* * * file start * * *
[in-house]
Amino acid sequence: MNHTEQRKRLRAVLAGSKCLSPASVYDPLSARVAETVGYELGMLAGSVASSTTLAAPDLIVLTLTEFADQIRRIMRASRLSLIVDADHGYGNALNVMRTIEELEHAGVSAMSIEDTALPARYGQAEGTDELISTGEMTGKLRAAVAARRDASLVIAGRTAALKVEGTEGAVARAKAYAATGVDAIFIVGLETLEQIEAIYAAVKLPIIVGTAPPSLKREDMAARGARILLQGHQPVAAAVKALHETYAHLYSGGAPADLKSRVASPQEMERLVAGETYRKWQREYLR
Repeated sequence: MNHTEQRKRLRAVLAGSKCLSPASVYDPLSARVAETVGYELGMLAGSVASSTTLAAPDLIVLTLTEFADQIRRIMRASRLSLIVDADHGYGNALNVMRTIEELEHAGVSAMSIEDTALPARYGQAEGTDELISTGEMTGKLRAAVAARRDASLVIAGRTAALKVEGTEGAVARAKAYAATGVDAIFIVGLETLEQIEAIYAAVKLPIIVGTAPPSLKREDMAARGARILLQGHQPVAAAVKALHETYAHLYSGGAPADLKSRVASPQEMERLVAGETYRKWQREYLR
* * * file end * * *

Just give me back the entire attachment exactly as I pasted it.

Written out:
[in-house]
Amino acid sequence: MNHTEQRKRLRAVLAGSKCLSPASVYDPLSARVAETVGYELGMLAGSVASSTTLAAPDLIVLTLTEFADQIRRIMRASRLSLIVDADHGYGNALNVMRTIEELEHAGVSAMSIEDTALPARYGQAEGTDELISTGEMTGKLRAAVAARRDASLVIAGRTAALKVEGTEGAVARAKAYAATGVDAIFIVGLETLEQIEAIYAAVKLPIIVGTAPPSLKREDMAARGARILLQGHQPVAAAVKALHETYAHLYSGGAPADLKSRVASPQEMERLVAGETYRKWQREYLR
Repeated sequence: MNHTEQRKRLRAVLAGSKCLSPASVYDPLSARVAETVGYELGMLAGSVASSTTLAAPDLIVLTLTEFADQIRRIMRASRLSLIVDADHGYGNALNVMRTIEELEHAGVSAMSIEDTALPARYGQAEGTDELISTGEMTGKLRAAVAARRDASLVIAGRTAALKVEGTEGAVARAKAYAATGVDAIFIVGLETLEQIEAIYAAVKLPIIVGTAPPSLKREDMAARGARILLQGHQPVAAAVKALHETYAHLYSGGAPADLKSRVASPQEMERLVAGETYRKWQREYLR